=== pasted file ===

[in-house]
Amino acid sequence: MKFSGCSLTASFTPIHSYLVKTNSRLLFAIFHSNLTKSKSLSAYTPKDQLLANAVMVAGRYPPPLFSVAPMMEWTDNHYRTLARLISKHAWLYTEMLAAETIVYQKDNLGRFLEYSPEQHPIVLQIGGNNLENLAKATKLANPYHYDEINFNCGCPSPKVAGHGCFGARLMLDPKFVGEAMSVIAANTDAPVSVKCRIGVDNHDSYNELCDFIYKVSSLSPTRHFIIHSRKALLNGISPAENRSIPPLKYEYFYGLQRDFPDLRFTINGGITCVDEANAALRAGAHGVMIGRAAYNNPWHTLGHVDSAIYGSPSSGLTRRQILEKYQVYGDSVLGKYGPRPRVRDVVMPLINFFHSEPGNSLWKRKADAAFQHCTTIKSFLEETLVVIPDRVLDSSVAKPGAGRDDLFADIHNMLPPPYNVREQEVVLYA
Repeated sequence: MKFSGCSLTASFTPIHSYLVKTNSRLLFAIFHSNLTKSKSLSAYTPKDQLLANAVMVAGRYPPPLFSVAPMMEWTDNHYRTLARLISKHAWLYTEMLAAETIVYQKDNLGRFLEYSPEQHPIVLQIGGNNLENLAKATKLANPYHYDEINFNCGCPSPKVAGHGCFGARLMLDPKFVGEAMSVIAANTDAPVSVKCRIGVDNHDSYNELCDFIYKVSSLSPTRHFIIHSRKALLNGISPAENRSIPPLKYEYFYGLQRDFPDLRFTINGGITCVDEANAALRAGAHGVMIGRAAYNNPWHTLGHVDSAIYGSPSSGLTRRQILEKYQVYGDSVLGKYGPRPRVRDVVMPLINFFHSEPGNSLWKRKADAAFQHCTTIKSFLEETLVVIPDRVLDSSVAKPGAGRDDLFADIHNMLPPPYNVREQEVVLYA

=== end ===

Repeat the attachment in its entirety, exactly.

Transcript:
[in-house]
Amino acid sequence: MKFSGCSLTASFTPIHSYLVKTNSRLLFAIFHSNLTKSKSLSAYTPKDQLLANAVMVAGRYPPPLFSVAPMMEWTDNHYRTLARLISKHAWLYTEMLAAETIVYQKDNLGRFLEYSPEQHPIVLQIGGNNLENLAKATKLANPYHYDEINFNCGCPSPKVAGHGCFGARLMLDPKFVGEAMSVIAANTDAPVSVKCRIGVDNHDSYNELCDFIYKVSSLSPTRHFIIHSRKALLNGISPAENRSIPPLKYEYFYGLQRDFPDLRFTINGGITCVDEANAALRAGAHGVMIGRAAYNNPWHTLGHVDSAIYGSPSSGLTRRQILEKYQVYGDSVLGKYGPRPRVRDVVMPLINFFHSEPGNSLWKRKADAAFQHCTTIKSFLEETLVVIPDRVLDSSVAKPGAGRDDLFADIHNMLPPPYNVREQEVVLYA
Repeated sequence: MKFSGCSLTASFTPIHSYLVKTNSRLLFAIFHSNLTKSKSLSAYTPKDQLLANAVMVAGRYPPPLFSVAPMMEWTDNHYRTLARLISKHAWLYTEMLAAETIVYQKDNLGRFLEYSPEQHPIVLQIGGNNLENLAKATKLANPYHYDEINFNCGCPSPKVAGHGCFGARLMLDPKFVGEAMSVIAANTDAPVSVKCRIGVDNHDSYNELCDFIYKVSSLSPTRHFIIHSRKALLNGISPAENRSIPPLKYEYFYGLQRDFPDLRFTINGGITCVDEANAALRAGAHGVMIGRAAYNNPWHTLGHVDSAIYGSPSSGLTRRQILEKYQVYGDSVLGKYGPRPRVRDVVMPLINFFHSEPGNSLWKRKADAAFQHCTTIKSFLEETLVVIPDRVLDSSVAKPGAGRDDLFADIHNMLPPPYNVREQEVVLYA